After a person reaches middle age, he or she may acquire other dark areas that are not moles. The brown, wart-like growths that appear on the face or trunk and look as if they have been stuck to the skin may be seborrheic keratoses.
Multiple small gray-brown spots that may appear on wrists, backs of the hands, forearms, and face could be actinic lentigines. These are also called "liver spots" or "age spots." Both actinic lentigines and seborrheic keratoses are easily diagnosed by your dermatologist and are not cancerous.
The majority of moles and other blemishes are benign (noncancerous). They will never be a threat to the health of the person who has them. The only spots or blemishes that warrant medical concern are those that do something out of the ordinary--those that act differently from other existing moles. This includes any spot that suddenly changes in size, shape or color or one that bleeds, itches, becomes painful, or first appears when a person is past his twenties.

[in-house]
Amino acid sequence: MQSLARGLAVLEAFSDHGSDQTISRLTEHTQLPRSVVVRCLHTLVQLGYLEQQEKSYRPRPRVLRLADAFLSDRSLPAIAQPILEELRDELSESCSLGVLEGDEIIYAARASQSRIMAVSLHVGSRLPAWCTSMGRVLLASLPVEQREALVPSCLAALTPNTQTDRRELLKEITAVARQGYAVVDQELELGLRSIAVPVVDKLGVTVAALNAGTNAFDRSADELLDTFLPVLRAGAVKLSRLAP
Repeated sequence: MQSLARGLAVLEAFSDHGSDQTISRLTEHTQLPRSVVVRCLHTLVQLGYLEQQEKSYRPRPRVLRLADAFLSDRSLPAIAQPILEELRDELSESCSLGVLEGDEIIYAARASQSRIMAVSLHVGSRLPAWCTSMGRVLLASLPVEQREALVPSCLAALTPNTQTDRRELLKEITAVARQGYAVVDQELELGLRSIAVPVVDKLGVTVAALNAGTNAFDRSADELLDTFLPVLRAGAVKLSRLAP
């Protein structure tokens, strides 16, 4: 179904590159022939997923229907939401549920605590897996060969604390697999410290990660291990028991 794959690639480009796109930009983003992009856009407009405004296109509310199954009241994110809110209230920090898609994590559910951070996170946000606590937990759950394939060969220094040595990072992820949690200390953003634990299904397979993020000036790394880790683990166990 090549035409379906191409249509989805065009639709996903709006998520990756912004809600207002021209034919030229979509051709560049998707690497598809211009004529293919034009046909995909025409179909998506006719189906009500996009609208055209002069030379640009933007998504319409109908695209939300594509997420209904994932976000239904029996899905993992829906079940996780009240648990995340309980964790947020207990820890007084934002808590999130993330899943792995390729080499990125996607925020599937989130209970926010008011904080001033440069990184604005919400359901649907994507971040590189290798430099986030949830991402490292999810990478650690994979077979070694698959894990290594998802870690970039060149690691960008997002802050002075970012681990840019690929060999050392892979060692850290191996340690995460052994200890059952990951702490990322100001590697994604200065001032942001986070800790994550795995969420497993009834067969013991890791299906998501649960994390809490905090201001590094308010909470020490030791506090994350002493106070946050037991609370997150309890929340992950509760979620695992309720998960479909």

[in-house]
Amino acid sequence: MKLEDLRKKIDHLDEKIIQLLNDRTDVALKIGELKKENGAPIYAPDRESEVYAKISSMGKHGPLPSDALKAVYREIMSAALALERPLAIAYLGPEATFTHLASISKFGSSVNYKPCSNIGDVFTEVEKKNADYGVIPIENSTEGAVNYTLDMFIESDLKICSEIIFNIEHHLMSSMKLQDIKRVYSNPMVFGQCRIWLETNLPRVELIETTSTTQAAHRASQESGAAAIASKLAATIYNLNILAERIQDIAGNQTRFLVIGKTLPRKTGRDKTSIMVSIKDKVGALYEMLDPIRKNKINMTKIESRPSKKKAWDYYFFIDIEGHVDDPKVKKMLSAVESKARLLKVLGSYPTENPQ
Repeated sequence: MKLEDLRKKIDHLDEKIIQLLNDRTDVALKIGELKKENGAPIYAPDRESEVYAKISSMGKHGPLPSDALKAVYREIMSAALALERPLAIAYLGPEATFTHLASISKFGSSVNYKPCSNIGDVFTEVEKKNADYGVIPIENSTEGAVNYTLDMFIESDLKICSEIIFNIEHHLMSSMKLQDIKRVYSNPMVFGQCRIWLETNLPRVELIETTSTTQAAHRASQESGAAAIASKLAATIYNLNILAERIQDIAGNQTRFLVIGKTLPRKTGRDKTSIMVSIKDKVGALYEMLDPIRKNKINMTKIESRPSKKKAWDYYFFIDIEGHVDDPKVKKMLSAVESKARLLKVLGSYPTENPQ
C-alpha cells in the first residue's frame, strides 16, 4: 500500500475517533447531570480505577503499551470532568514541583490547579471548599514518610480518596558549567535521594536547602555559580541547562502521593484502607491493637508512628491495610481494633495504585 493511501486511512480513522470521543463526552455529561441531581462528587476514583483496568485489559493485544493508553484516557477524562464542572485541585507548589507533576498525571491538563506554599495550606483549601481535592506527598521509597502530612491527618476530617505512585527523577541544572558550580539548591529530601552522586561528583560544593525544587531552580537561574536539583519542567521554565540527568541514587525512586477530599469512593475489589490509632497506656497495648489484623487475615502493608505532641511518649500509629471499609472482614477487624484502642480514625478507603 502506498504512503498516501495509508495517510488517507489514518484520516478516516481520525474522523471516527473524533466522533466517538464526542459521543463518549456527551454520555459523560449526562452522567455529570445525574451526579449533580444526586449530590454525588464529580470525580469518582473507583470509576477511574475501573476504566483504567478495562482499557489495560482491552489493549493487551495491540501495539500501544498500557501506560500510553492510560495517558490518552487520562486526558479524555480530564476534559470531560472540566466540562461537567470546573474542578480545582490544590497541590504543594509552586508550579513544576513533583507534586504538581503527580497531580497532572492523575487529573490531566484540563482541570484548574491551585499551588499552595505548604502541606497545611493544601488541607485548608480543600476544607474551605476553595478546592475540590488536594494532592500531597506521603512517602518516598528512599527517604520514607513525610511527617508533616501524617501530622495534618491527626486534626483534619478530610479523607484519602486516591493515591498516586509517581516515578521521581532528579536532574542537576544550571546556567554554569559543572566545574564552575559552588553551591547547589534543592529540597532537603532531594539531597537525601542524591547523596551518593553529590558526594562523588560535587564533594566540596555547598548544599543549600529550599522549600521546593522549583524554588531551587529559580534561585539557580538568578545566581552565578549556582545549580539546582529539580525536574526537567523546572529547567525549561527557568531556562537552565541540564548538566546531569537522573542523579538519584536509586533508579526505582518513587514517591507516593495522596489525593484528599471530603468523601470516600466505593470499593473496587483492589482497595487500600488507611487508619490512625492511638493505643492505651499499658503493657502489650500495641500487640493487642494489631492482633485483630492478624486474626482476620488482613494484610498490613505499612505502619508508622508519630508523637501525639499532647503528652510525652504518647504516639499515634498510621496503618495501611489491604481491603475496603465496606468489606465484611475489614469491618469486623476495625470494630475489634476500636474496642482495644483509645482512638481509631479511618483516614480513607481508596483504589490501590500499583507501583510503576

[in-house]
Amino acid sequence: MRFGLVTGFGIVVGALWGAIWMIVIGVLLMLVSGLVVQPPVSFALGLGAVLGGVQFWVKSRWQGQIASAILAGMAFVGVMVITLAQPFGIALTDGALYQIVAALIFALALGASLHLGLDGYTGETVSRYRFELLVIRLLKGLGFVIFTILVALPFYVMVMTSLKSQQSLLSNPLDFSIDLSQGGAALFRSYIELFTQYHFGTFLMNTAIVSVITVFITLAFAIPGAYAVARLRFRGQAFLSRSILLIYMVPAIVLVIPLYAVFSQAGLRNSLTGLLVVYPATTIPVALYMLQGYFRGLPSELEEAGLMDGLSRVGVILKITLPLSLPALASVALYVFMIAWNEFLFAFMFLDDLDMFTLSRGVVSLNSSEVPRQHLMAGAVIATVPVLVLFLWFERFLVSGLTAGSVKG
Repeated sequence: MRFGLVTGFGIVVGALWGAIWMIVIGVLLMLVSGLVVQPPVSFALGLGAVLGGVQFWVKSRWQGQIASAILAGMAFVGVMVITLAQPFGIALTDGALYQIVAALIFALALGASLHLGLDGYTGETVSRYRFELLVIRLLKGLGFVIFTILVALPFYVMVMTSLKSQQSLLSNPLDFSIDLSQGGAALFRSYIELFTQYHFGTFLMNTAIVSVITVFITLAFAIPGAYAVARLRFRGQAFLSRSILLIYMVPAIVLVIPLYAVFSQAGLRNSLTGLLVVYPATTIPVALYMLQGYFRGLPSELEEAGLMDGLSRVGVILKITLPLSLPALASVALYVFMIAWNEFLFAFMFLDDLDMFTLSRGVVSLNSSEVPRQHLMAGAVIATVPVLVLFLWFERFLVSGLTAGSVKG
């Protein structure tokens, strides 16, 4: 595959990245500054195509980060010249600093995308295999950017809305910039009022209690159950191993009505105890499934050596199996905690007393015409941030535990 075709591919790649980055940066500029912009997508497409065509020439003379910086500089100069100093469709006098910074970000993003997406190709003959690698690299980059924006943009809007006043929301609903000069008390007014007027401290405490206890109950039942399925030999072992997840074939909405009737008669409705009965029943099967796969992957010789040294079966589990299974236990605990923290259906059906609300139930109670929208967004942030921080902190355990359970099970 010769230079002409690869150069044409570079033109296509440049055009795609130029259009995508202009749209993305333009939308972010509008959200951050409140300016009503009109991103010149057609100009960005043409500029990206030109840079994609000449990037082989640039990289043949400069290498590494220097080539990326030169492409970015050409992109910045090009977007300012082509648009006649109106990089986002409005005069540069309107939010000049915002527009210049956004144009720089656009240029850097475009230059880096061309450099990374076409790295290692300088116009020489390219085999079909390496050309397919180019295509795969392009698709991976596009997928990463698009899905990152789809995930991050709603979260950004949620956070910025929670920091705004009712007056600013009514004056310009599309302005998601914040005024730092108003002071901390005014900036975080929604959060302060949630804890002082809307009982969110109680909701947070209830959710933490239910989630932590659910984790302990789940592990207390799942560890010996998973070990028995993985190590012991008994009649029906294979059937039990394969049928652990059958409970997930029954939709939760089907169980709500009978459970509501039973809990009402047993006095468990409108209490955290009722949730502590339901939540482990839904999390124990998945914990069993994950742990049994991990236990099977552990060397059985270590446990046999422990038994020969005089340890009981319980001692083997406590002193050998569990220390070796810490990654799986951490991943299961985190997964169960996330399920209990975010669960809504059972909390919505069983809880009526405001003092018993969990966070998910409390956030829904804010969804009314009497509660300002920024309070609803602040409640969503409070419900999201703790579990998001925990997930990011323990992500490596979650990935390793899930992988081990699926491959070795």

Occasionally, though, a mole may be a cancerous growth. Therefore, it's best to get medical advice if you notice a mole that does not follow the normal pattern. A dermatologist may be able to assure you that the mole is harmless. To accomplish this, he or she may wish to study a sample of it under a microscope for an accurate diagnosis.
The dermatologist will remove the mole, or part of it, so that thin sections from the tissue can be cut, stained, and examined under a microscope. This is a simple and harmless procedure. Even if the lesion in question is a cancer, cutting through it will not cause the cancer to spread. If the growth was only partially removed and it is found to be cancerous, the dermatologist will then remove the entire lesion.